The village ensnared by animal rights protests protest of animal rights prot

In the finest October traditions of rural Staffordshire, a rendition of "We plough the fields and scatter" was ringing out from Needwood Church of England primary school in Newborough yesterday afternoon. If events had run their normal course, the pupils' customary "circle time" with their headmistress would have been occupied with thoughts of harvest thanksgiving too.

In the finest October traditions of rural Staffordshire, a rendition of "We plough the fields and scatter" was ringing out from Needwood Church of England primary school in Newborough yesterday afternoon. If events had run their normal course, the pupils' customary "circle time" with their headmistress would have been occupied with thoughts of harvest thanksgiving too.

But instead, after another twist in the saga that has consumed this small village for five years, the classroom discussions have covered exhumations, abandoned coffins and threats of sabotage.

Newborough, an apparently sleepy parish numbering just 170 homes, has found itself in the eye of a pernicious protest waged by the Animal Liberation Front against a land-owning family who breed guinea pigs for animal research.

The campaign had included attacks on property, poison-pen letters and threats of sabotaging the local pub's beer before the theft from a churchyard in nearby Yoxall of the remains of Gladys Hammond, who was mother-in-law to one of elderly landowner's sons.

"Everyone says they dumped the coffin outside the [guinea pig] place without the bones," said one schoolgirl, walking into her parents' kitchen after school yesterday. "We talked with the head about how they threatened to poison the beer at the pub, too." And did any of this scare her? "No, it doesn't bother any of us."

Newborough's villagers wish they could share the children's philosophy. The campaign against David Hall and his two sons, who own a number of properties including the guinea pig farm at Newchurch on the Lichfield-Ashbourne road a mile away, has permeated every fabric of village life. The words "Death to the Halls" and "Scum Church" (a reference to Newchurch) are frequently daubed on roads and sign posts; unexploded sodium nitrate fireworks designed to wake the Halls in the small hours litter outlying fields; the window which is still broken at the local Red Lion pub after a missile was thrown during a campaign that saw off the last publican; and a house next to the guinea pig farm has taken four years to sell.

Gentle village events bring untold complications. The dedication ceremony for the opening of a millennium sculpture and tree was gatecrashed by protesters who were seen off by police. The Staffordshire force's presence is even requested at the occasion Newborough is best known for - the annual well-dressing, staged every May in the main street.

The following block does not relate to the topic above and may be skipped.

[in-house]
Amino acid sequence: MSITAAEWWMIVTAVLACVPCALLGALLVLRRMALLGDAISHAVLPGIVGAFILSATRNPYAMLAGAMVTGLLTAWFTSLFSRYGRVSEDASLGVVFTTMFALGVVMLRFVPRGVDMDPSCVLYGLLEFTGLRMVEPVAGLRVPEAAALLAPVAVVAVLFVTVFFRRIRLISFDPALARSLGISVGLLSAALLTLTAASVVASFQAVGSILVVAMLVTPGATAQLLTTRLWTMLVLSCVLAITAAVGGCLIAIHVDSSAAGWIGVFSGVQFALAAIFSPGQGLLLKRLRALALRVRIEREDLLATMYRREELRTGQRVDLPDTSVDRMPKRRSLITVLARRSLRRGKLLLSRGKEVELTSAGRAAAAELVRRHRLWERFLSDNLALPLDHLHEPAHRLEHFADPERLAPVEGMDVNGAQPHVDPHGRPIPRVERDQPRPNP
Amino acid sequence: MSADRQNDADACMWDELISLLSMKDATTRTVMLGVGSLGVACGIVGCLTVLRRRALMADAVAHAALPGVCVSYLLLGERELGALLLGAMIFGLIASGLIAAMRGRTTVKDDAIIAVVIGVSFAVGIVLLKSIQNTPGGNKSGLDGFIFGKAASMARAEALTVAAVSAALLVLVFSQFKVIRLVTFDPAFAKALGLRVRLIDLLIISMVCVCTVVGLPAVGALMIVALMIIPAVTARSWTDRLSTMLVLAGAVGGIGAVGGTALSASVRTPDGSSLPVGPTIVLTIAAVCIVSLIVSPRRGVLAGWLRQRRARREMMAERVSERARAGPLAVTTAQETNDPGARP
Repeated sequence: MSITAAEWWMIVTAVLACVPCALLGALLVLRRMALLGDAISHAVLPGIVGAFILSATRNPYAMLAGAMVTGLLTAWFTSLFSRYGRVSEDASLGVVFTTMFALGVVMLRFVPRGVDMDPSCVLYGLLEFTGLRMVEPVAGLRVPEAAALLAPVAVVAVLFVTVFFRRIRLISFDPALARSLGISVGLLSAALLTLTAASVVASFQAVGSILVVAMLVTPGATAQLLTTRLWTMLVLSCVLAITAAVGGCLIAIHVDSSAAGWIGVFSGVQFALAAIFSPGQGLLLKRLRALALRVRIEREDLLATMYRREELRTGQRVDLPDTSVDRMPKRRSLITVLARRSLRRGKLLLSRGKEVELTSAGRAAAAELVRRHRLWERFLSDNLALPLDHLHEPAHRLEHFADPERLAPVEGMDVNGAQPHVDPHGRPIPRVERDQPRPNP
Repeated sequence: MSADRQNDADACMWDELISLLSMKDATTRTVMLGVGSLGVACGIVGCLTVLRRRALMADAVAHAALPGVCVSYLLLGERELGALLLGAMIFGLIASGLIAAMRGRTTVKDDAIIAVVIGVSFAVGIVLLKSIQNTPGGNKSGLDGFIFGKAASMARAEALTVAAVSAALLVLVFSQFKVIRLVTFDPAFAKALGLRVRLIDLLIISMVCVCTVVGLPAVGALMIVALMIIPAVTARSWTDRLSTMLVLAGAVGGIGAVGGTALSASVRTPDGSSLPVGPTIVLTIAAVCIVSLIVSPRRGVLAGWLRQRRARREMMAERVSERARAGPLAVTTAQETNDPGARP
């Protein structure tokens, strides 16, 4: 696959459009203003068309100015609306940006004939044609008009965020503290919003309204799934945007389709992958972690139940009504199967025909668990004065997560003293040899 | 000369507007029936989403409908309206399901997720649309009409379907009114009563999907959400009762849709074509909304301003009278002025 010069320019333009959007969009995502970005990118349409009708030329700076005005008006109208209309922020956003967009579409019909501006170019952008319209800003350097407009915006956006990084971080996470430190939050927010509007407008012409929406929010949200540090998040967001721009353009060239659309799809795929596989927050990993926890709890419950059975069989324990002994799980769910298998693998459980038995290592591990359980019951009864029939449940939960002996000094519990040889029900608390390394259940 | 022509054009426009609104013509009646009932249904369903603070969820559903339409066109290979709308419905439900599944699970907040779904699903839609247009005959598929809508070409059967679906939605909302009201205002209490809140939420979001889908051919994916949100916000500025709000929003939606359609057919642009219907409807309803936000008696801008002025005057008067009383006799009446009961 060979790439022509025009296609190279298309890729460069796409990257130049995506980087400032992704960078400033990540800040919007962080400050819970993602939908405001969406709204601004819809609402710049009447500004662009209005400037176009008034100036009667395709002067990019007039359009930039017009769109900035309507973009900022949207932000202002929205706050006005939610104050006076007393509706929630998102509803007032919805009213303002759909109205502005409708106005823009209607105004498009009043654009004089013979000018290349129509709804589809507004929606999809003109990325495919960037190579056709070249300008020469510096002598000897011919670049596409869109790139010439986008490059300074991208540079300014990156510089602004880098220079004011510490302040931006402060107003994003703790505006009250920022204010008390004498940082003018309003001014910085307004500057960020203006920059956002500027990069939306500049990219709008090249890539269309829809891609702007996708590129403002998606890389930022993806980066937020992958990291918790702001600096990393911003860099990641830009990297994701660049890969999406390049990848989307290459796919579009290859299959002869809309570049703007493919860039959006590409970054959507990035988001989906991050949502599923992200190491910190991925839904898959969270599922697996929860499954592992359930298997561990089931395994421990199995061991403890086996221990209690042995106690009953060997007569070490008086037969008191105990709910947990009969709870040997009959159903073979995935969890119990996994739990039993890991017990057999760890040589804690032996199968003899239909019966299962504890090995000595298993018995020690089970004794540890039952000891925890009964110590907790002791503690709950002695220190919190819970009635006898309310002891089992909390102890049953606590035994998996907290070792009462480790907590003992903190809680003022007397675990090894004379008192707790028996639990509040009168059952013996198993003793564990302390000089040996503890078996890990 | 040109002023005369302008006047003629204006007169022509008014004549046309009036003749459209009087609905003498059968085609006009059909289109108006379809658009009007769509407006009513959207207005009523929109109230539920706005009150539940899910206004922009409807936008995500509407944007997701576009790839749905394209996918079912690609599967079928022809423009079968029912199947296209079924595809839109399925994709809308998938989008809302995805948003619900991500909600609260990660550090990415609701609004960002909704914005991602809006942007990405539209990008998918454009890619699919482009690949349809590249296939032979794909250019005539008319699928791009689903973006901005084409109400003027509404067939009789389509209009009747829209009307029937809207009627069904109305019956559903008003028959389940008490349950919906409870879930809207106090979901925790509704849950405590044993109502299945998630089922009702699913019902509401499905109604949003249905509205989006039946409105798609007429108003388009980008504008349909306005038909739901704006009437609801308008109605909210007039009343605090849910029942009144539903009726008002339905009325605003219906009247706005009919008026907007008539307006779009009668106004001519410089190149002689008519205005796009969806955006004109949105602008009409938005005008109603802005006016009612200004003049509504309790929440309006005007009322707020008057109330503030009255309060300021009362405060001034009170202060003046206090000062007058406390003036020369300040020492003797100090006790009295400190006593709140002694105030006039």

Like most locals, the schoolgirl and her parents cannot be named since they fear reprisals for speaking out. Villagers with every conceivable link to the Halls have been attacked over the past five years.

Nick Saunders, the Halls' dairyman, had his car covered with paintstripper before activists leafleted Newborough with claims that his partner had a sexually transmitted disease.

The Red Lion's former publican, Keith Marklew, had bricks through his window after refusing to bar John Hall, the landowner's son. After his brewery received sabotage threats, Mr Marklew was told to bar Mr Hall. He refused and was in effect sacked. His replacement, Ian Terrell, is forced to adhere to the brewery's order to keep the Halls out.

Janet and Steve (not their real names) returned from holiday in August to find a leaflet warning against contact with more named Hall "contacts" - an elderly farming couple and a woman believed to play tennis with a member of the family.

"These people need to be shown that they are not welcome in your neighbourhood whilst they deal with the Halls," the leaflet stated. "We will not be put off by the democratic process failing. We will just find other ways of tackling these people."

The obscurity of the new targets' links with the Halls, allied to the activists' capacity to find the body of a woman who does not even share the Halls' surname, has persuaded some villagers that a "mole" must be at work within the village.

"Someone must be supplying them with their information," said Jane, who is in her 40s. "It has made us all circumspect about what we saying to whom and it has caused trouble for those who are up front about liking animals."

The removal of Mrs Hammond's body has strengthened support for the Halls. "We would rather not have the farm on our doorstep but we can't help but support the Halls," said one woman. "The graveyard thing has raised such a level of revulsion here."

John Hall acknowledged the support his family had received. "People who have never said anything before have been very forthright in their support for the family," he said. But he criticised police for the lack of arrests during his five years of attrition, which had left his family employing a private security firm "to sleep at nights".

In fact, Staffordshire Police secured a conviction as recently as 1 October, when Andrew Davies was jailed for 28 days for his part in the protest.

A worry for police is the prospect of a violence against the activists. Talk among young farmers at the bar was more militant than usual on Monday. "Some of the younger ones were talking about taking things into their own hands," said one.

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